As adults, we understand how important this sentiment of giving a piece of ourselves is to so many people. As we searched for ways to appreciate loved ones from afar (two of us lived thousands of miles away from our families for more than a decade), we struggled to find time and resources to thoughtfully curate gifts that had meaning beyond pretty items in boxes. Just as important as the products we were gifting, was who was making them. We saw how our grandmother's art not only provided her a small income, but it provided a creative outlet, a connection to her Hmong and American cultures, and gave her a sense of independence. Through her craft, she was her own boss. She got to create how she wanted, and she got to share it with others.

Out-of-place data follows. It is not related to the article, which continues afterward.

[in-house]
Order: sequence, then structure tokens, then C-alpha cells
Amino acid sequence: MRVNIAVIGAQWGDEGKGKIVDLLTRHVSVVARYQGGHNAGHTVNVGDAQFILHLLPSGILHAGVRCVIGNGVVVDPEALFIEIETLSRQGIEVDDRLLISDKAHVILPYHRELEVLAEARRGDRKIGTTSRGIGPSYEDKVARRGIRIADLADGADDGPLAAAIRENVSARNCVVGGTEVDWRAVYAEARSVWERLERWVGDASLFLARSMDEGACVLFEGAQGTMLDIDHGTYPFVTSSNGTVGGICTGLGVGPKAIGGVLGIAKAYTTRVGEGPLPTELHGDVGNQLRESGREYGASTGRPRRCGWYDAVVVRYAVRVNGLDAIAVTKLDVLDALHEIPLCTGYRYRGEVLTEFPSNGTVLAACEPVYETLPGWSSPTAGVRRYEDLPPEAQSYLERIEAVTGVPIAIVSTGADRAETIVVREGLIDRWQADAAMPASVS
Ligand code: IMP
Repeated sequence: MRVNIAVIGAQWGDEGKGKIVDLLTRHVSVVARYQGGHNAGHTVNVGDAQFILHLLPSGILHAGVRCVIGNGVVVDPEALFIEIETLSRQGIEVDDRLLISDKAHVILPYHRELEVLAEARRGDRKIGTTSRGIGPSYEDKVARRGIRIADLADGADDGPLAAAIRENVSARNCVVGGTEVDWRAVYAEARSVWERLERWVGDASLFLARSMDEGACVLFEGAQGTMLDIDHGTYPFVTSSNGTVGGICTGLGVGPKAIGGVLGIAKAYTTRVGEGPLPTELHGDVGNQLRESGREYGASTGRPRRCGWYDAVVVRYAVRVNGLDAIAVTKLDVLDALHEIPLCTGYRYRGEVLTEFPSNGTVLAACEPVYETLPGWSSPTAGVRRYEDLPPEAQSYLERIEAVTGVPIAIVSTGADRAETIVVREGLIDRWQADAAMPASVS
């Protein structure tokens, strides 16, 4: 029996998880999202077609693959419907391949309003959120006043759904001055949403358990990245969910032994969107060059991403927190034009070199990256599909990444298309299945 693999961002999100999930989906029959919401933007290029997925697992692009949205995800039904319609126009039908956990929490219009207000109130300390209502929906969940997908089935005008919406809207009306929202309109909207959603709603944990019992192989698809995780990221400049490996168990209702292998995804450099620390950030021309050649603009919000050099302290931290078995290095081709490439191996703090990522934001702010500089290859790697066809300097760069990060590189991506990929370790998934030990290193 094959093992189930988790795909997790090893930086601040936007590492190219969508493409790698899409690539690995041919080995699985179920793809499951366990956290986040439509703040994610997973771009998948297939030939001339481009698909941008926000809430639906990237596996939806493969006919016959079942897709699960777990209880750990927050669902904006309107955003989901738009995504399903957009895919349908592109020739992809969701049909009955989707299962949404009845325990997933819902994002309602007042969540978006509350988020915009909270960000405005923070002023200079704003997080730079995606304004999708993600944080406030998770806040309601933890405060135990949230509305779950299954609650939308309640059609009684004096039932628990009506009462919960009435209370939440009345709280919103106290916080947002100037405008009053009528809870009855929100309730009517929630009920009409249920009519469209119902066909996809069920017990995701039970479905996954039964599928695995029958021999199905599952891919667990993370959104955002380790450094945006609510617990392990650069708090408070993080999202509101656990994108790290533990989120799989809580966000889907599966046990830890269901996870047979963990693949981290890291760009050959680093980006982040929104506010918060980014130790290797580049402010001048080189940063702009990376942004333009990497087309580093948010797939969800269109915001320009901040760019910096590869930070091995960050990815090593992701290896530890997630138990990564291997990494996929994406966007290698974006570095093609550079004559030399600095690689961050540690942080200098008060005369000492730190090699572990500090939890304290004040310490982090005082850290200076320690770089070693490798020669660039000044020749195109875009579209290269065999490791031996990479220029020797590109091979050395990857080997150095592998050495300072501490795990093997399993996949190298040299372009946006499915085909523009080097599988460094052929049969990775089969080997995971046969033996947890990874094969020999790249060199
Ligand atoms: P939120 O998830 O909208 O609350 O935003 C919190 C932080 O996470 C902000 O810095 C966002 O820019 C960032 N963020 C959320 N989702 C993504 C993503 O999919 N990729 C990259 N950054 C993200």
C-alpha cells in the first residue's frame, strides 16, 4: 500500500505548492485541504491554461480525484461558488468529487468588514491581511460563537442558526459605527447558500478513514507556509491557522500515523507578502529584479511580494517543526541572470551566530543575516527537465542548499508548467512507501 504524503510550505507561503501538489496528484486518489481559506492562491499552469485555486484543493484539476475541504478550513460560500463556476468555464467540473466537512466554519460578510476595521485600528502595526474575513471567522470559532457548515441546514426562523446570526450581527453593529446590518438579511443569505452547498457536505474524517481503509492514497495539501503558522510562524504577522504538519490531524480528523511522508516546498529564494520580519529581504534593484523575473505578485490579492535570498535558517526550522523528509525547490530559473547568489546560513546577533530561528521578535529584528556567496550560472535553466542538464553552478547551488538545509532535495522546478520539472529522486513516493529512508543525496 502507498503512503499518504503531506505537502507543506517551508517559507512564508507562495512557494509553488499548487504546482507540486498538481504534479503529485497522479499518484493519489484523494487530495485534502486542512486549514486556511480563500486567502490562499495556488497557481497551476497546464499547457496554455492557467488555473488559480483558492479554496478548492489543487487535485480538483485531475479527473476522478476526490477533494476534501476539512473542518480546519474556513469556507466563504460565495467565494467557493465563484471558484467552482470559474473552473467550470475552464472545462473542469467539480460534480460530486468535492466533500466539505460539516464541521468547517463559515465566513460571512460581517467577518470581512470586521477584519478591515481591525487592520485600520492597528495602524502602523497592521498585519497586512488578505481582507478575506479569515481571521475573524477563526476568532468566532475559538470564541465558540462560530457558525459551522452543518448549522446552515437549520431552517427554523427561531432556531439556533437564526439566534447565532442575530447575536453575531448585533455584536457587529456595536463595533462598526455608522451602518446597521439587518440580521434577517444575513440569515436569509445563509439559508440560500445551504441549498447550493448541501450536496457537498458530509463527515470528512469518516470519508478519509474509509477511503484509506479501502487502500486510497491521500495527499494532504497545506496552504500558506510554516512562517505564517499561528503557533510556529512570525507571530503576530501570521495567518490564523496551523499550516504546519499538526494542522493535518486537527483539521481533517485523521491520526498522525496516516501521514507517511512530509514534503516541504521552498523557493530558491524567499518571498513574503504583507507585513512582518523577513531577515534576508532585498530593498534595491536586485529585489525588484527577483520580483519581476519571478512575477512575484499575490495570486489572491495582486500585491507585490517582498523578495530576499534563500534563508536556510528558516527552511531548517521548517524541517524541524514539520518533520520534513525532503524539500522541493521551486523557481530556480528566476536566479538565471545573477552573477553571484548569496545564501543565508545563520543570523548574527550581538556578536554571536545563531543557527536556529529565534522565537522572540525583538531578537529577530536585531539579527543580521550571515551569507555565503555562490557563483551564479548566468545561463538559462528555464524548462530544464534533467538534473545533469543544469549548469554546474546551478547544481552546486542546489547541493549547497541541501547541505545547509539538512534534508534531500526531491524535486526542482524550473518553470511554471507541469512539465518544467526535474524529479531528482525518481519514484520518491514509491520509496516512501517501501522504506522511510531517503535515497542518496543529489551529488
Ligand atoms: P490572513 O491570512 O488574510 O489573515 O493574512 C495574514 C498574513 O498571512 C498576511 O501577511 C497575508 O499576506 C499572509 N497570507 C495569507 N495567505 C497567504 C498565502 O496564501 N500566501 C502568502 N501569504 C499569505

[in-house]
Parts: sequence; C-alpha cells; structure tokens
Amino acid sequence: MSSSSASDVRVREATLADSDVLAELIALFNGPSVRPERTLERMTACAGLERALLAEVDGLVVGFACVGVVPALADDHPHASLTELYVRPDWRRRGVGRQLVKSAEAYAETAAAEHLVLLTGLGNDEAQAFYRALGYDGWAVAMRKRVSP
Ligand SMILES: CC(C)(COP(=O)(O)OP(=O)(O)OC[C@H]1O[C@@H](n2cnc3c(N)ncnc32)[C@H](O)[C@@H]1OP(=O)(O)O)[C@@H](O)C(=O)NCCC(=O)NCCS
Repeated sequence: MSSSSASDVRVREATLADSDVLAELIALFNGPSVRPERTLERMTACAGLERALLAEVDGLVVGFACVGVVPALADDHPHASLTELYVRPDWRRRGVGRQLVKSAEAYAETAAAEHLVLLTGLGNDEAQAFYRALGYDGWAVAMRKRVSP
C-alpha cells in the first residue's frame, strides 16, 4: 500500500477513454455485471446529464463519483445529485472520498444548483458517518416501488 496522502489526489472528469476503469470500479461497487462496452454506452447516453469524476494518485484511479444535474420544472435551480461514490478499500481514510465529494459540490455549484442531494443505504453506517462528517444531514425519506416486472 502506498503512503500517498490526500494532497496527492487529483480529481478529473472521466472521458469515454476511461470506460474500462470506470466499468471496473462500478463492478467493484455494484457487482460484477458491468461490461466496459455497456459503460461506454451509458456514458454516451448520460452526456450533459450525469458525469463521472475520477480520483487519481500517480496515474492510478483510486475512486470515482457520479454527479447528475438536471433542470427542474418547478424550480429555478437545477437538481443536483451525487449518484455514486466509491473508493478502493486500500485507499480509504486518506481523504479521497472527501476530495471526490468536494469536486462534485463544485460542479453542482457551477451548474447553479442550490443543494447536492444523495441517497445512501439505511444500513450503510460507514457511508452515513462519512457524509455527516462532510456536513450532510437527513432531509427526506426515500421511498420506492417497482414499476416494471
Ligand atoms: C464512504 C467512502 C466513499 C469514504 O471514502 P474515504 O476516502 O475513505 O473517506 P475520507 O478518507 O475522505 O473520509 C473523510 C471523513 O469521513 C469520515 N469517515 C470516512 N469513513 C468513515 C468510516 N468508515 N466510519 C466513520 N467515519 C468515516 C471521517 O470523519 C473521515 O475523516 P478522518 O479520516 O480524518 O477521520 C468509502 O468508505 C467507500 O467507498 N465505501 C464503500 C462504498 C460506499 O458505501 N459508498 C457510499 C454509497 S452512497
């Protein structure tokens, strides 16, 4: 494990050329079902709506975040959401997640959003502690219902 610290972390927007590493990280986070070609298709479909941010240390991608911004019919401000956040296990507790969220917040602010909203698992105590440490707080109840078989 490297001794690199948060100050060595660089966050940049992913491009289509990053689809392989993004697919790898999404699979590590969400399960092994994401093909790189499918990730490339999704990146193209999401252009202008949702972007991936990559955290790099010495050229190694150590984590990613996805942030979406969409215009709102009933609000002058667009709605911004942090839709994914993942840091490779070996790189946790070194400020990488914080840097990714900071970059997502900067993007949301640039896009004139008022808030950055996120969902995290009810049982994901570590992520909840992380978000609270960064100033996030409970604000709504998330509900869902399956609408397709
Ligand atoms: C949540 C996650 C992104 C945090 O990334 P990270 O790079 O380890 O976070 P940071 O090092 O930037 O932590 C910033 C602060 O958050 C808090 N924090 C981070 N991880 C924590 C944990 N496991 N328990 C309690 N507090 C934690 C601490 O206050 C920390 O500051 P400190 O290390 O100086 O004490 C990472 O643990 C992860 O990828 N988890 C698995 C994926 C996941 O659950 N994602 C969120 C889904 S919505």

Kindred Co. has been years in the making, between our demanding day jobs, children, family, and just life in general our heart hustle was something we’d work on when we could find the time. Like many first time entrepreneurs, we hesitated a lot. Will people like what we put out there? How do we find the start up money? Will makers welcome our approach? How do we ensure we aren't appropriating culture (btw, we love this description here on what is cultural appropriation from one of the first brands we featured, DIOP)? We've barely started, and the journey has already been long, but this heart-hustle has been keeping us alive with joy. We've connected with such encouraging makers who started out in the same, scrappy ways we are. We get to see how, very much like our grandmother, so many creators put so much love and energy into their products and with it, the dream of independence, community impact, and love for what they do.
We hope that Kindred Co. brings as much heart to your gifting experience as it does for us to curate from Black, Indigenous, and people of color across the country! Happy giving!
Helly, Gao, and Suzie